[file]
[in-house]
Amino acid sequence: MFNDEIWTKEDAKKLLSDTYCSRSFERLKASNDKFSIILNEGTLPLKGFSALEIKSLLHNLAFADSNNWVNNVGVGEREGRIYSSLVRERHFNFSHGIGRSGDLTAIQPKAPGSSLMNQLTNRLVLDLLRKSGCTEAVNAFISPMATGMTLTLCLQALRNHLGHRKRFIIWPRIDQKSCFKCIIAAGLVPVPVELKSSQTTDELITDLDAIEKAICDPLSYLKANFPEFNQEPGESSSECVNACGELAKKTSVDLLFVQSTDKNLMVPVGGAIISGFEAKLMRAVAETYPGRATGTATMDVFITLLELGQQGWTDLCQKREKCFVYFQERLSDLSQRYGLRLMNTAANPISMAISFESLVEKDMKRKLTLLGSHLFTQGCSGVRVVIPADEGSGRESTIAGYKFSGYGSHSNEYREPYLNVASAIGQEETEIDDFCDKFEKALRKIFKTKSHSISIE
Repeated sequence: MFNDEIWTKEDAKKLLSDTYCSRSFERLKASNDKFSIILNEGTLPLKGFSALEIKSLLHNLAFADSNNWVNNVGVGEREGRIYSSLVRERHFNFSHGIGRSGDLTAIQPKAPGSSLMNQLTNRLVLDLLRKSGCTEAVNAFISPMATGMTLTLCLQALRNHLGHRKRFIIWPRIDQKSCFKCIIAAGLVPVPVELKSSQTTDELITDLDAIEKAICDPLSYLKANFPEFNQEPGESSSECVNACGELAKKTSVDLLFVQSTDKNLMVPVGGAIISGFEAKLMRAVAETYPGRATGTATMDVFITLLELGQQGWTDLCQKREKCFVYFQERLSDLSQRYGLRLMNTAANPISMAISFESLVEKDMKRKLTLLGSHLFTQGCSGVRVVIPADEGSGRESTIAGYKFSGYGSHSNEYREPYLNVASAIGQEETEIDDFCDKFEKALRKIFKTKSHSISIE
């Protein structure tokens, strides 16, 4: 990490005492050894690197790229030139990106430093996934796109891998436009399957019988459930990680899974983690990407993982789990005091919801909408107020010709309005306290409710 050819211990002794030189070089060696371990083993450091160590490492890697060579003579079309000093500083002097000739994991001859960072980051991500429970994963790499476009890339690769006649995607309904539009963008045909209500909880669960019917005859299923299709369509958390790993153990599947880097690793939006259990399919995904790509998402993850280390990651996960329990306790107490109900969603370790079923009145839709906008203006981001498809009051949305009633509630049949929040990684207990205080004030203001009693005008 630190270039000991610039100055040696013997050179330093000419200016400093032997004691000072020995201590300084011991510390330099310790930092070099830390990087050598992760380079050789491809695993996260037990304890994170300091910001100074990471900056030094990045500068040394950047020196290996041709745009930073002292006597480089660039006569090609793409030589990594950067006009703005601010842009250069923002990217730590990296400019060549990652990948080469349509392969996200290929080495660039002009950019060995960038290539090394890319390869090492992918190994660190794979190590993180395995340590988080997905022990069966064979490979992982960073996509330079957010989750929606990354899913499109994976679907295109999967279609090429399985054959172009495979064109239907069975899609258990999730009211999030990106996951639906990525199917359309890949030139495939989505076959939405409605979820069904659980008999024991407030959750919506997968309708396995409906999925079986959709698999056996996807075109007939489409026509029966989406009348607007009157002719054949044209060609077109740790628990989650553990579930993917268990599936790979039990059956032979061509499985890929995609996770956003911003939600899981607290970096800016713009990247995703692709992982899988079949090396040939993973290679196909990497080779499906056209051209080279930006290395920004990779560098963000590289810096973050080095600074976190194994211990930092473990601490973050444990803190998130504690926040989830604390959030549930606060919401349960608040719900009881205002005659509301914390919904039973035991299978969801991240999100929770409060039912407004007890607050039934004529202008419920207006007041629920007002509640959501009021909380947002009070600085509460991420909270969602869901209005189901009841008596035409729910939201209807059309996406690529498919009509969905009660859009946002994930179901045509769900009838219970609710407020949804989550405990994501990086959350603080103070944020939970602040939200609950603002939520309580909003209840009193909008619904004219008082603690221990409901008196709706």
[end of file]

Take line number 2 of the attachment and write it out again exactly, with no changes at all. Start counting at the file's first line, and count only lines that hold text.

Amino acid sequence: MFNDEIWTKEDAKKLLSDTYCSRSFERLKASNDKFSIILNEGTLPLKGFSALEIKSLLHNLAFADSNNWVNNVGVGEREGRIYSSLVRERHFNFSHGIGRSGDLTAIQPKAPGSSLMNQLTNRLVLDLLRKSGCTEAVNAFISPMATGMTLTLCLQALRNHLGHRKRFIIWPRIDQKSCFKCIIAAGLVPVPVELKSSQTTDELITDLDAIEKAICDPLSYLKANFPEFNQEPGESSSECVNACGELAKKTSVDLLFVQSTDKNLMVPVGGAIISGFEAKLMRAVAETYPGRATGTATMDVFITLLELGQQGWTDLCQKREKCFVYFQERLSDLSQRYGLRLMNTAANPISMAISFESLVEKDMKRKLTLLGSHLFTQGCSGVRVVIPADEGSGRESTIAGYKFSGYGSHSNEYREPYLNVASAIGQEETEIDDFCDKFEKALRKIFKTKSHSISIE